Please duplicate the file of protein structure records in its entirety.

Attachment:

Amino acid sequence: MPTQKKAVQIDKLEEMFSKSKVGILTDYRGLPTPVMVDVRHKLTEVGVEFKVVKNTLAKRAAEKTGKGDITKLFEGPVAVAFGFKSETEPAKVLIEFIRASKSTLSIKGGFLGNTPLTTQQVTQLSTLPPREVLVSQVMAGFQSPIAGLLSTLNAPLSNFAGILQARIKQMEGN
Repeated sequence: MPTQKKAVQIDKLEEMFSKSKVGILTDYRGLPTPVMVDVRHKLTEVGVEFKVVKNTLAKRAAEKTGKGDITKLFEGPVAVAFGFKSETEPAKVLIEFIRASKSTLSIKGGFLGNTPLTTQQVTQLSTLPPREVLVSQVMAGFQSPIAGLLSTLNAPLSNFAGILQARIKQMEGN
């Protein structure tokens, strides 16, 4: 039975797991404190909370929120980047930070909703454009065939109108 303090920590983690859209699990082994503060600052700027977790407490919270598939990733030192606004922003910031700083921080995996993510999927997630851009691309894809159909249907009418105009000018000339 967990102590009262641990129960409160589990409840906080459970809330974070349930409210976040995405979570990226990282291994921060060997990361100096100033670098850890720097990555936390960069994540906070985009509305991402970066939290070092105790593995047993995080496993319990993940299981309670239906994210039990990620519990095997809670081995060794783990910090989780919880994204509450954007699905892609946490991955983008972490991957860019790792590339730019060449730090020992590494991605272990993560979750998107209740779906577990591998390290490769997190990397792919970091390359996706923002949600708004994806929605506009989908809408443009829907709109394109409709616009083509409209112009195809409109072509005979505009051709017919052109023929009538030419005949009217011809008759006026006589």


Amino acid sequence: MPTQKKAVQIDKLEEMFSKSKVGILTDYRGLPTPVMVDVRHKLTEVGVEFKVVKNTLAKRAAEKTGKGDITKLFEGPVAVAFGFKSETEPAKVLIEFIRASKSTLSIKGGFLGNTPLTTQQVTQLSTLPPREVLVSQVMAGFQSPIAGLLSTLNAPLSNFAGILQARIKQMEGN
Repeated sequence: MPTQKKAVQIDKLEEMFSKSKVGILTDYRGLPTPVMVDVRHKLTEVGVEFKVVKNTLAKRAAEKTGKGDITKLFEGPVAVAFGFKSETEPAKVLIEFIRASKSTLSIKGGFLGNTPLTTQQVTQLSTLPPREVLVSQVMAGFQSPIAGLLSTLNAPLSNFAGILQARIKQMEGN
């Protein structure tokens, strides 16, 4: 039975797991404190909370929120980047930070909703454009065939109108 303090920590983690859209699990082994503060600052700027977790407490919270598939990733030192606004922003910031700083921080995996993510999927997630851009691309894809159909249907009418105009000018000339 967990102590009262641990129960409160589990409840906080459970809330974070349930409210976040995405979570990226990282291994921060060997990361100096100033670098850890720097990555936390960069994540906070985009509305991402970066939290070092105790593995047993995080496993319990993940299981309670239906994210039990990620519990095997809670081995060794783990910090989780919880994204509450954007699905892609946490991955983008972490991957860019790792590339730019060449730090020992590494991605272990993560979750998107209740779906577990591998390290490769997190990397792919970091390359996706923002949600708004994806929605506009989908809408443009829907709109394109409709616009083509409209112009195809409109072509005979505009051709017919052109023929009538030419005949009217011809008759006026006589």